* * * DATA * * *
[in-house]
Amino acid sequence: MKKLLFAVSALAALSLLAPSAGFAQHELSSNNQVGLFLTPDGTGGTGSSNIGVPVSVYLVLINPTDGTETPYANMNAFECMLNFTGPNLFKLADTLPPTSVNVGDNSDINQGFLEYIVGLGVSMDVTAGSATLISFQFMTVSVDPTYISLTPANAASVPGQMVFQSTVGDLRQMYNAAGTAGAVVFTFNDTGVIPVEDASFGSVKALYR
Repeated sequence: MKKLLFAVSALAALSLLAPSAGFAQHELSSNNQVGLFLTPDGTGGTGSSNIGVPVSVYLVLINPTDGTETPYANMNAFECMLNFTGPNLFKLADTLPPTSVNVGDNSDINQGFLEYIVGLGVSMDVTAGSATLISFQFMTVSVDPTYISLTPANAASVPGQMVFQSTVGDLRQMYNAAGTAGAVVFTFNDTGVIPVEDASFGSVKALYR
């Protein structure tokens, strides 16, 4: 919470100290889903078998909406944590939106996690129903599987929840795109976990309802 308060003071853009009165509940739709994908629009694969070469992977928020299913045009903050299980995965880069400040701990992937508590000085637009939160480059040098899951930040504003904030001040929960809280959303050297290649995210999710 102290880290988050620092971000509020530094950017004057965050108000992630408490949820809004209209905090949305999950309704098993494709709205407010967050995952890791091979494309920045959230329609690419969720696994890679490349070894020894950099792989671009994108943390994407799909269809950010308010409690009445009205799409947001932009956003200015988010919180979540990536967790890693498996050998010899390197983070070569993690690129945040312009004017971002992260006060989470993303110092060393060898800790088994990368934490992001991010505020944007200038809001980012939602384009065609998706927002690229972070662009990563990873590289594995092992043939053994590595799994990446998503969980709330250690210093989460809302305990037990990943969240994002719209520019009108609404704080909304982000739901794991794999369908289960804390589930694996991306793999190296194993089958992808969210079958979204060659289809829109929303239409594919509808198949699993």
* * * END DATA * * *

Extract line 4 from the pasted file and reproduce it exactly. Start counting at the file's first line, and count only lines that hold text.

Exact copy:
């Protein structure tokens, strides 16, 4: 919470100290889903078998909406944590939106996690129903599987929840795109976990309802 308060003071853009009165509940739709994908629009694969070469992977928020299913045009903050299980995965880069400040701990992937508590000085637009939160480059040098899951930040504003904030001040929960809280959303050297290649995210999710 102290880290988050620092971000509020530094950017004057965050108000992630408490949820809004209209905090949305999950309704098993494709709205407010967050995952890791091979494309920045959230329609690419969720696994890679490349070894020894950099792989671009994108943390994407799909269809950010308010409690009445009205799409947001932009956003200015988010919180979540990536967790890693498996050998010899390197983070070569993690690129945040312009004017971002992260006060989470993303110092060393060898800790088994990368934490992001991010505020944007200038809001980012939602384009065609998706927002690229972070662009990563990873590289594995092992043939053994590595799994990446998503969980709330250690210093989460809302305990037990990943969240994002719209520019009108609404704080909304982000739901794991794999369908289960804390589930694996991306793999190296194993089958992808969210079958979204060659289809829109929303239409594919509808198949699993």